How to deliver fairer tax outcomes while minimizing conflict and supporting economic growth
The number of tax disputes between MNEs and tax authorities and between tax authorities themselves is growing. The expectation is that this upward trend is likely to accelerate in the near term. Yet, all parties have a common interest in minimizing the number and impact on these disputes. The Cooperative Compliance model is designed to minimize conflict between tax authorities and businesses by establishing a relationship based on transparency and justified trust. It does so by ensuring that the taxpayer and tax authority share a common understanding of the facts from the outset. When disputes do arise, the Cooperative Compliance model ensures that they are managed in the most efficient way possible.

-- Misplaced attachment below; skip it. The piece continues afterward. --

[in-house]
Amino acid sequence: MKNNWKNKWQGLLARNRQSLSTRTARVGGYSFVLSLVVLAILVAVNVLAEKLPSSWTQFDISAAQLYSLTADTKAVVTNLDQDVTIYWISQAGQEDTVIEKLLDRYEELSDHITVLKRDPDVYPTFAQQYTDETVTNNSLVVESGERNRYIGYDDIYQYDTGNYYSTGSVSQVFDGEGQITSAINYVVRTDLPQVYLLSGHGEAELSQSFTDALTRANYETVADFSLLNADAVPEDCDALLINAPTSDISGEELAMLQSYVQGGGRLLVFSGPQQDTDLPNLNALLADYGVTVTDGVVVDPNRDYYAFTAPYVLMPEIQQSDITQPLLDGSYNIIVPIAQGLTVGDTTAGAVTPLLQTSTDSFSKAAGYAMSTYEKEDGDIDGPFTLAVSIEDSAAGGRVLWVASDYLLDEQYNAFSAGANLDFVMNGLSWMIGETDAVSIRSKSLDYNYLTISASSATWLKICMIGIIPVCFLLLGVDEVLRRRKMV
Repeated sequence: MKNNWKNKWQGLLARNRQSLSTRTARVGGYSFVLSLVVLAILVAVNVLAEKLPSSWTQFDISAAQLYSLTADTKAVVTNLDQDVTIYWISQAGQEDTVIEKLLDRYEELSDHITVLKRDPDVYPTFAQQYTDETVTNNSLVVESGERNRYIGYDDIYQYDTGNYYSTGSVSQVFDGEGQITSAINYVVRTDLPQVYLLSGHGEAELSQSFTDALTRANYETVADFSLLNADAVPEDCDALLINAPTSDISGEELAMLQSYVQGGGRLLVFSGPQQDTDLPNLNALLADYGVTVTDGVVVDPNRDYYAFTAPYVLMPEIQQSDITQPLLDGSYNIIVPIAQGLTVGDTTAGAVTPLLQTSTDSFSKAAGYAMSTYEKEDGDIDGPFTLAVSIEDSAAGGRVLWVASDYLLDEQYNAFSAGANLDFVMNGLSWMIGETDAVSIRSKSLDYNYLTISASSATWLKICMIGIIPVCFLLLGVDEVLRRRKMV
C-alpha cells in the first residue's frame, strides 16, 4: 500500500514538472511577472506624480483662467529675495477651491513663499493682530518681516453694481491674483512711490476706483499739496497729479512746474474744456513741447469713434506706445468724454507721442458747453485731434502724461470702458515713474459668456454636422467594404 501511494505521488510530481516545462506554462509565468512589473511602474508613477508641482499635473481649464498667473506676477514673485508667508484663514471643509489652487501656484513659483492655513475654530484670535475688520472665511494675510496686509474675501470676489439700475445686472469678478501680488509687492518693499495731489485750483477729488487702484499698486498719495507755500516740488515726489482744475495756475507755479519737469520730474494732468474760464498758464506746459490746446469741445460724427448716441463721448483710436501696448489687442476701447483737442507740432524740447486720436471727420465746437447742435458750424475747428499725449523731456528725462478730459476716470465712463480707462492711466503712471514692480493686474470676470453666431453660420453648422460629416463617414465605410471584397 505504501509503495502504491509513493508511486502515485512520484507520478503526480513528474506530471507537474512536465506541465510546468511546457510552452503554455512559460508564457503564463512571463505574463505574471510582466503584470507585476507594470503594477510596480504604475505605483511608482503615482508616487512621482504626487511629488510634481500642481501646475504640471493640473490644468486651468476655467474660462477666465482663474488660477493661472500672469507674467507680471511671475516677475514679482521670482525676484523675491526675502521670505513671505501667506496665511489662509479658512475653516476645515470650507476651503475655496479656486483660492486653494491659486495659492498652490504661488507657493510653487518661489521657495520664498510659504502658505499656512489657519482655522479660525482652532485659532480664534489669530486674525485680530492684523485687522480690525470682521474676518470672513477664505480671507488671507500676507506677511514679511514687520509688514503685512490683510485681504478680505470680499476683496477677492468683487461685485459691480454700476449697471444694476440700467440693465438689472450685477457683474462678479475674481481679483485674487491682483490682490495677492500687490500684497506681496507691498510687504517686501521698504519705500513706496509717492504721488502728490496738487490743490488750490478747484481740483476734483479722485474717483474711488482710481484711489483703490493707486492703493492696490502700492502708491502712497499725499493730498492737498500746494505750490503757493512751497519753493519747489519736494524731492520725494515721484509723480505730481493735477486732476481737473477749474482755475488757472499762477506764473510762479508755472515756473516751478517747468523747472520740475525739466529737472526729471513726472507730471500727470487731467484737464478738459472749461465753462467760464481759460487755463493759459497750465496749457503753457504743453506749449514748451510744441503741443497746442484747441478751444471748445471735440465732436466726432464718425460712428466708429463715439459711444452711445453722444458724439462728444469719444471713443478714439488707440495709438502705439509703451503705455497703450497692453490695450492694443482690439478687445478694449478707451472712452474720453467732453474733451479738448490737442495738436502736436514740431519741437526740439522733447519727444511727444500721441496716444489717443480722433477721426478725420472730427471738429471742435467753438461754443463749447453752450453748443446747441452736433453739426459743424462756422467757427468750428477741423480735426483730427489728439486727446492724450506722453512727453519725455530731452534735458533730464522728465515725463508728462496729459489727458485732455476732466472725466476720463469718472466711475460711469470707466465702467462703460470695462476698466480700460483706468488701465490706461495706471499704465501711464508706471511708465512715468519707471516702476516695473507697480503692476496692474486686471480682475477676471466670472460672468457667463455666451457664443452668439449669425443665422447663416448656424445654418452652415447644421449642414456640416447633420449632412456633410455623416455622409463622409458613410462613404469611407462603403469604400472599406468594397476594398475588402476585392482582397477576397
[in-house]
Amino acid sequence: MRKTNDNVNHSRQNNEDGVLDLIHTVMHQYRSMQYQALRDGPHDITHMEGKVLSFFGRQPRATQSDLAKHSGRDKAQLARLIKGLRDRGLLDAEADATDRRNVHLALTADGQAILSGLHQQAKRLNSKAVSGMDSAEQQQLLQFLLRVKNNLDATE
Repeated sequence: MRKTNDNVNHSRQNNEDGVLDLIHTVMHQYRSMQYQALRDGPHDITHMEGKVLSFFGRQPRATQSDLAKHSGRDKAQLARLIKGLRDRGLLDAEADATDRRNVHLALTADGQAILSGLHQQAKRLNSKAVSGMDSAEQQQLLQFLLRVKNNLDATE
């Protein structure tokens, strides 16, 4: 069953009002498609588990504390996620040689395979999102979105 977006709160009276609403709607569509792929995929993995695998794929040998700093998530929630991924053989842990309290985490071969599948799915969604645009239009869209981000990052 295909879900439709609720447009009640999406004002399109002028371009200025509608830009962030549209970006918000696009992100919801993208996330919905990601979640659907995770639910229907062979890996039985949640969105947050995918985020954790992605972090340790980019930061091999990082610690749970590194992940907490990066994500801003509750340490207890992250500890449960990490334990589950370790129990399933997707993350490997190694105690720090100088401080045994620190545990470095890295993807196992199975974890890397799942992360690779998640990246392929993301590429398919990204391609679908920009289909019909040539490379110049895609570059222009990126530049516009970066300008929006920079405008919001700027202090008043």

Cooperative Compliance is also an important element in promoting good governance and in strengthening the link between good tax compliance and corporate responsibility, especially in developing countries. Cooperative Compliance approaches are becoming more common but are some way from being the standard model for managing relationships between a business and several tax administrations.
The WU Global Tax and Policy Center is heading this project which plans to undertake a research program that will examine the legal, political and practical barriers which could prevent the Cooperative Compliance model from achieving its full potential. The Project is run in cooperation with the Commonwealth Association of Tax Administrators (CATA) and the International Chamber of Commerce (ICC).
Our first meeting was held on September 28, 2015.